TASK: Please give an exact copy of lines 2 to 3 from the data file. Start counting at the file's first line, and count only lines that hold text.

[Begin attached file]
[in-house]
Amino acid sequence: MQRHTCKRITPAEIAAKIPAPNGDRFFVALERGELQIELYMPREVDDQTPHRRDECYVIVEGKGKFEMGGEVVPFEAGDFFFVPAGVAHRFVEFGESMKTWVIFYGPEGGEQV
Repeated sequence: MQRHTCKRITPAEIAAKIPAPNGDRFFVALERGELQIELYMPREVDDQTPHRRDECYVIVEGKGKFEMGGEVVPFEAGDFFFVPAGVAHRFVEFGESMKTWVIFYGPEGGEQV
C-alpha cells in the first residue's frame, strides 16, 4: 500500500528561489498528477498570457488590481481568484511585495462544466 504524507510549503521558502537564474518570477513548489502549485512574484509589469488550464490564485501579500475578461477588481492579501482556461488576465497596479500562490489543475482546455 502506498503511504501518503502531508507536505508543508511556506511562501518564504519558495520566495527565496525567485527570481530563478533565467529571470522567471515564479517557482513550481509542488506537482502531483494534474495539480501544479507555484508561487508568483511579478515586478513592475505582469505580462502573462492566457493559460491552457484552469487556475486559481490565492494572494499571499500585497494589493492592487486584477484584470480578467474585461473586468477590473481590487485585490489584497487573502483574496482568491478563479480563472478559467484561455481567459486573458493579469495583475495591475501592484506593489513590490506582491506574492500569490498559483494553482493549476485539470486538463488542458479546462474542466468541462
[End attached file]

Amino acid sequence: MQRHTCKRITPAEIAAKIPAPNGDRFFVALERGELQIELYMPREVDDQTPHRRDECYVIVEGKGKFEMGGEVVPFEAGDFFFVPAGVAHRFVEFGESMKTWVIFYGPEGGEQV
Repeated sequence: MQRHTCKRITPAEIAAKIPAPNGDRFFVALERGELQIELYMPREVDDQTPHRRDECYVIVEGKGKFEMGGEVVPFEAGDFFFVPAGVAHRFVEFGESMKTWVIFYGPEGGEQV